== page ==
Easy ways to go green at work
London Junk is asking for minimal effort from office workers to help preserve the environment, improve the planet, and boost the green rating of their companies.
The waste disposal expert wants people to make a few simple adjustments in order to make a huge difference to the state of the nation, because while we are keen to recycle at home, the responsibility is too-often forgotten in the workplace.
Harsha Rathnayake, owner of London-Junk.co.uk, believes that the smallest changes could improve the quality of the planet and save companies a lot of money.
Rathnayake said: “We all work tirelessly at home to separate waste into our recycling bins and take old clothes to recycling banks, but when we get to work we seem to throw our attitudes to recycling out the window.
“It’s easy to feel less responsible at work, if there isn’t different recycling bins for example then people tend to think the recycling’s not their responsibility.
“But so much of what we use in an office environment can be recycled, and if everyone you work with chips in then a little effort will go a long way.
“If all offices were to pitch in and make small changes then the impact that would have on our countries’ overall recycling intake would be enormous.
“I’ve seen time and again whilst collecting waste from offices that have gone green just how big an impact it has had on their waste disposal and costs, and I don’t see any reason why this wouldn’t be the same for all business’.”
These are just 6 simple steps that will help you contribute towards a greener office:
Take your own food to work
Bringing your own lunch in containers rather than buying a sandwich and disposing of the packaging not only reduces your waste but it can come with health benefits, as this stops you being tempted to buy pastries and cakes at the local bakery.
Make purchasing decisions based on a greener mind-set
Purchasing higher quality supplies may be more expensive up front, but they often last longer and reduce not only the amount of waste produced, but the longer term costs of having to replace cheaper items. Switching to rechargeable batteries, or even purchasing products that run on solar power rather than batteries is another long-term cost effective strategy.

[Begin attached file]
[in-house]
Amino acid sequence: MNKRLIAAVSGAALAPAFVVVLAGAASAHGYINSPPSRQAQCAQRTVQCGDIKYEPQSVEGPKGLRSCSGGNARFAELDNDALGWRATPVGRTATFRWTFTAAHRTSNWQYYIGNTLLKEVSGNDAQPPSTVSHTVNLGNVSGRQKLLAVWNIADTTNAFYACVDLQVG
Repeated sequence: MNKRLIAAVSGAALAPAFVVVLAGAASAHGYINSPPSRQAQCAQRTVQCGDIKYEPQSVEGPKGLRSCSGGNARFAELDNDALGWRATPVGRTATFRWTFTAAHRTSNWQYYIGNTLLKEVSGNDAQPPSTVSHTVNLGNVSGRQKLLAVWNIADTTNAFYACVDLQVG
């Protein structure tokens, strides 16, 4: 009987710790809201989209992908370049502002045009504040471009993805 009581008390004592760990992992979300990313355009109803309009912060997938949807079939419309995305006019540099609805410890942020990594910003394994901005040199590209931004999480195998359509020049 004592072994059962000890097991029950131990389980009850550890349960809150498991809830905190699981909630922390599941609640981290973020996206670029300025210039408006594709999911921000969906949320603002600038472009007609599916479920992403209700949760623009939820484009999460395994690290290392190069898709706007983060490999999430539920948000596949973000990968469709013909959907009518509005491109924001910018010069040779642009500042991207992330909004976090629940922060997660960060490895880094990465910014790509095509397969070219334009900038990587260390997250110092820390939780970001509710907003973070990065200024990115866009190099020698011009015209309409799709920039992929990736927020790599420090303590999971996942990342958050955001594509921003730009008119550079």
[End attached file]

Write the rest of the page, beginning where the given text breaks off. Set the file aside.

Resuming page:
Travelling to work
We all know that driving to and from work every day has an impact on the environment, and whilst cars are becoming more environmentally friendly we are still a long way from having zero impact. Despite drawing some unsavory headlines in recent months, public transport is a good option if you have reliable and cost effective bus or train services. You could also look to car share if you have colleagues that live in the same area as you. Thirdly, if your company is open to it, working from home just one day a week can make a big impact on cutting your emissions over the course of a year.
Use less paper
There are lots of ways you can reduce paper, only printing when necessary, taking notes on a tablet or phone instead of a notebook or even storing information electronically rather that in paper format. It’s probably the most obvious step we can make but also one of the easiest.
Turn things off
It’s easy to forget to turn lights off when going in and out of rooms but remembering to do so not only reduces energy but also cut costs. There are lots of electronic devices, laptops, printers etc. that don’t need to be left on all the time. Another common sight in lots of offices is a mobile device being left constantly on charge. Try to avoid this, as aside from frying your phones battery it can also use a lot of unnecessary energy.
Dispose of your waste ethically
When it comes to clearing your waste, make sure you use a reputable company that is fully licensed to dispose of it. They will make sure as much as possible is reused and recycled.
Read the January 2017 issue of Energy Digital magazine
Drax advances biomass strategy with Pinnacle acquisition
The Group’s enlarged supply chain will have access to 4.9 million tonnes of operational capacity from 2022. Of this total, 2.9 million tonnes are available for Drax’s self-supply requirements in 2022, which will rise to 3.4 million tonnes in 2027.
The £424 million acquisition of the Canadian biomass pellet producer supports Drax' ambition to be carbon negative by 2030, using bioenergy with carbon capture and storage (BECCS) and will make a "significant contribution" in the UK cutting emissions by 78% by 2035 (click here).
This summer Drax will undertake maintenance on its CfD(2) biomass unit, including a high-pressure turbine upgrade to reduce maintenance costs and improve thermal efficiency, contributing to lower generation costs for Drax Power Station.
In March, Drax secured Capacity Market agreements for its hydro and pumped storage assets worth around £10 million for delivery October 2024-September 2025.
The limitations on BECCS are not technology but supply, with every gigatonne of CO2 stored per year requiring approximately 30-40 million hectares of BECCS feedstock, according to the Global CCS Institute. Nonetheless, BECCS should be seen as an essential complement to the required, wide-scale deployment of CCS to meet climate change targets, it concludes.